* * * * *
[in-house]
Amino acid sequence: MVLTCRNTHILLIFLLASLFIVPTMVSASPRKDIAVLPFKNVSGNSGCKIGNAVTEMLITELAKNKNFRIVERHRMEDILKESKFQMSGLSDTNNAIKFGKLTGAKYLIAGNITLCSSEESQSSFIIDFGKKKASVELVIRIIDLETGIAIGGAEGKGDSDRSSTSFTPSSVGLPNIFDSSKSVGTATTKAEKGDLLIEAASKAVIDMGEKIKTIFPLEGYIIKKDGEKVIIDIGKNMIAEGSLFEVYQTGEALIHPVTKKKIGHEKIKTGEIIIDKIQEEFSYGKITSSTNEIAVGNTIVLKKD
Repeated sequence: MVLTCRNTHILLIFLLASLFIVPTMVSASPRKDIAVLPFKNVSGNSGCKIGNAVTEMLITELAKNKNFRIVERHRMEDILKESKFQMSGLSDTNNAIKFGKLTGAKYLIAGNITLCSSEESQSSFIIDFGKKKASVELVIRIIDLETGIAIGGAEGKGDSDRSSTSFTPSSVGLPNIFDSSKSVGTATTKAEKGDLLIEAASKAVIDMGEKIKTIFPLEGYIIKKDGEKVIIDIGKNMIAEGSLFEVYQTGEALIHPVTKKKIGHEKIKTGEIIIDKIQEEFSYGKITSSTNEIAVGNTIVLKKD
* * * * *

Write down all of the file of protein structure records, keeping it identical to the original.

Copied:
[in-house]
Amino acid sequence: MVLTCRNTHILLIFLLASLFIVPTMVSASPRKDIAVLPFKNVSGNSGCKIGNAVTEMLITELAKNKNFRIVERHRMEDILKESKFQMSGLSDTNNAIKFGKLTGAKYLIAGNITLCSSEESQSSFIIDFGKKKASVELVIRIIDLETGIAIGGAEGKGDSDRSSTSFTPSSVGLPNIFDSSKSVGTATTKAEKGDLLIEAASKAVIDMGEKIKTIFPLEGYIIKKDGEKVIIDIGKNMIAEGSLFEVYQTGEALIHPVTKKKIGHEKIKTGEIIIDKIQEEFSYGKITSSTNEIAVGNTIVLKKD
Repeated sequence: MVLTCRNTHILLIFLLASLFIVPTMVSASPRKDIAVLPFKNVSGNSGCKIGNAVTEMLITELAKNKNFRIVERHRMEDILKESKFQMSGLSDTNNAIKFGKLTGAKYLIAGNITLCSSEESQSSFIIDFGKKKASVELVIRIIDLETGIAIGGAEGKGDSDRSSTSFTPSSVGLPNIFDSSKSVGTATTKAEKGDLLIEAASKAVIDMGEKIKTIFPLEGYIIKKDGEKVIIDIGKNMIAEGSLFEVYQTGEALIHPVTKKKIGHEKIKTGEIIIDKIQEEFSYGKITSSTNEIAVGNTIVLKKD